A third drug, GlaxoSmithKline's Tykerb, targets HER2 in yet another way. Patients with metastases sometimes take Tykerb and another chemo drug after Herceptin stops working, or may combine the two, says an accompanying editorial in The New England Journal. It notes that researchers are developing a small army of drugs for patients whose tumors overproduce HER2.

Winters began taking one, TDM1, in March. Her cancer had spread far enough that she could feel small tumors breaking out along the back of her neck. A few months later, they were gone.

Just as drug cocktails have revolutionized the treatment of AIDS, transforming it into a chronic disease, Baselga says combination therapy is likely to be the best hope for keeping cancer in check, as well.

Yet combining even two of these drugs will be incredibly expensive, says Eric Winer, of Boston's Dana-Farber Cancer Institute, who wasn't involved in the new study. Treating advanced cancer with Herceptin typically costs $30,000, says Genentech. Cost hasn't been announced for pertuzumab , but Winer predicts it's likely to "cost at least that much."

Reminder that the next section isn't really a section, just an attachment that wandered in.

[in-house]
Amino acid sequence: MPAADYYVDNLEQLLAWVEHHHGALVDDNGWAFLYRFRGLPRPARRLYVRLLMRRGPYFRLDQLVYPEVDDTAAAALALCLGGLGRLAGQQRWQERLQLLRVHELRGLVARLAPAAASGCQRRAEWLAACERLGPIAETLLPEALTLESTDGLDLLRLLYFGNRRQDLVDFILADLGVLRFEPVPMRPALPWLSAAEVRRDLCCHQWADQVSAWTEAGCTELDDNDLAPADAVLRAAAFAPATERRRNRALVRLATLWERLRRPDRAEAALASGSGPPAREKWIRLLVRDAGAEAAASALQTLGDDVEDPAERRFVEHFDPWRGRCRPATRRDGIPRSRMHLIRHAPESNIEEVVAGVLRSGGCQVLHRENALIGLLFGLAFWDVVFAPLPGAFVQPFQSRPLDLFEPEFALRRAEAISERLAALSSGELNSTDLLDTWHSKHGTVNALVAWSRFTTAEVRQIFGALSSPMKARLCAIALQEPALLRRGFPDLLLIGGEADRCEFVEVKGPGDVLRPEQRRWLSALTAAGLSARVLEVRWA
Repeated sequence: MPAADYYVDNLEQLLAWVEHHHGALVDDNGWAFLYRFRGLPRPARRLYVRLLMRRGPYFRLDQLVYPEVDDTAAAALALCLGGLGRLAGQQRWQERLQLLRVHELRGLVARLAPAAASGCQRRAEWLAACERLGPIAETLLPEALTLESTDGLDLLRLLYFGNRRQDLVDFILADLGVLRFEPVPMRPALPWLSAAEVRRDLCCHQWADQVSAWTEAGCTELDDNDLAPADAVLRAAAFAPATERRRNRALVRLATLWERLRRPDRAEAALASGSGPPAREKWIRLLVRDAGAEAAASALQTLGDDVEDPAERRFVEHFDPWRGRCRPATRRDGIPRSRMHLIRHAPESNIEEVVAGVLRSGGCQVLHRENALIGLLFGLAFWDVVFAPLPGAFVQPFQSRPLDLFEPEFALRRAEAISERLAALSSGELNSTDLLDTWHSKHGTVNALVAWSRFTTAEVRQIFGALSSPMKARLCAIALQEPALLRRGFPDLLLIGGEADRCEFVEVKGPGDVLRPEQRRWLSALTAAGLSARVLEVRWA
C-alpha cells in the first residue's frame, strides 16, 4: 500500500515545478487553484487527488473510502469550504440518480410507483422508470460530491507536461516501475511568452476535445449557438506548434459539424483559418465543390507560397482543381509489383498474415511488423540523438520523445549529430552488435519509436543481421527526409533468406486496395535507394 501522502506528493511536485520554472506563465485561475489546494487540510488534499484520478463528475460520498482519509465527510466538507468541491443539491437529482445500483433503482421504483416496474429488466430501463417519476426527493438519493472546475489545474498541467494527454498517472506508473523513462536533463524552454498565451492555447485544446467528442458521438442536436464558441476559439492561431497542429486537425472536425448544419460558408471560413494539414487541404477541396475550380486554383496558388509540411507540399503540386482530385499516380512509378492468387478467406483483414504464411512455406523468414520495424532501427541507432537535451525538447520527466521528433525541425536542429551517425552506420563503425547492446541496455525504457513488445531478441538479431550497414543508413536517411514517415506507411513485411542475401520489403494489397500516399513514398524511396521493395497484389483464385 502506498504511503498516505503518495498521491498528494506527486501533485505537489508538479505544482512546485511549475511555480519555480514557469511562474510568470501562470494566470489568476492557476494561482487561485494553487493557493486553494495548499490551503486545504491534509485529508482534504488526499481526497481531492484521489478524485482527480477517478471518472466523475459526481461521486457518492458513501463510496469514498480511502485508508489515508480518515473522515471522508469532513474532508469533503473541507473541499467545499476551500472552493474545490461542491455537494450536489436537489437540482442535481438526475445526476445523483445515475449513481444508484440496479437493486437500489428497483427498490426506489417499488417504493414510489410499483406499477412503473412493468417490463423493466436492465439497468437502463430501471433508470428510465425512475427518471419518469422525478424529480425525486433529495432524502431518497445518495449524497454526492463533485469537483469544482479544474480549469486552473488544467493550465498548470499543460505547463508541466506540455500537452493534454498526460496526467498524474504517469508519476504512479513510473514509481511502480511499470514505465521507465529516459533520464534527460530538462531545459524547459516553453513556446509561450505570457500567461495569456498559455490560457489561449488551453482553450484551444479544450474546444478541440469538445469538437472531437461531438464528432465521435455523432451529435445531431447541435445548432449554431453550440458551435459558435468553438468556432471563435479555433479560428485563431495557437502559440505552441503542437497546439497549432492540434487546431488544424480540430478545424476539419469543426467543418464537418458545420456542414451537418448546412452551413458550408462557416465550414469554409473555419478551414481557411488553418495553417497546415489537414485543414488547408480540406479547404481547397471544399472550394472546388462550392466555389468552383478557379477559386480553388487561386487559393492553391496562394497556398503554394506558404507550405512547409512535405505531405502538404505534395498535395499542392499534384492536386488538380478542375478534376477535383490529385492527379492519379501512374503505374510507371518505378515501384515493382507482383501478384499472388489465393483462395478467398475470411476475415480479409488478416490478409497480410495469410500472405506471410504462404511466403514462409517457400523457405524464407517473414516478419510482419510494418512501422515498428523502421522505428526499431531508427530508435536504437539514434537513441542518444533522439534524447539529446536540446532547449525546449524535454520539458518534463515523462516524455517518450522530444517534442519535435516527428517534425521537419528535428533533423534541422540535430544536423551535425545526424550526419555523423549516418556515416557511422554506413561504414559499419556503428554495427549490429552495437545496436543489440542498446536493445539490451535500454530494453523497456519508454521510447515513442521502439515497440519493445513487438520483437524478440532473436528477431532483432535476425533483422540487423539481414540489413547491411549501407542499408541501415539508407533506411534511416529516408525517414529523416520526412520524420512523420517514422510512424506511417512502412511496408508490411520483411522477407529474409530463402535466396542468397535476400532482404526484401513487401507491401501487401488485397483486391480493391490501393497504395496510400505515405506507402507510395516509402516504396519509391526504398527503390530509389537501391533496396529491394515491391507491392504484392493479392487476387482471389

And Baselga acknowledges that early successes like this don't always pan out. The FDA recently revoked its approval of Avastin for breast cancer; it was initially approved for its ability to prolong remissions in women with advanced disease. Later studies found Avastin didn't improve overall survival.

Still, Baselga notes that a Herceptin-pertuzumab combination could be attractive to many women, because it caused relatively few serious side effects, compared to traditional chemotherapy. Women who took pertuzumab had no additional heart problems, which have been a concern with Herceptin, the study says, although they were more likely to have diarrhea and a condition in which patients develop a fever and decreased number of white blood cells.

"I cannot imagine addressing the cancer issue seriously without combination therapy," Baselga says. "If we think by blocking one single pathway, we are going to get rid of cancer, we are wrong."

Researchers also described promising results with another drug, Afinitor, which helped control cancer in women with the most common type of breast cancer — those whose growth is fueled by estrogen, which drives about two-thirds of breast tumors.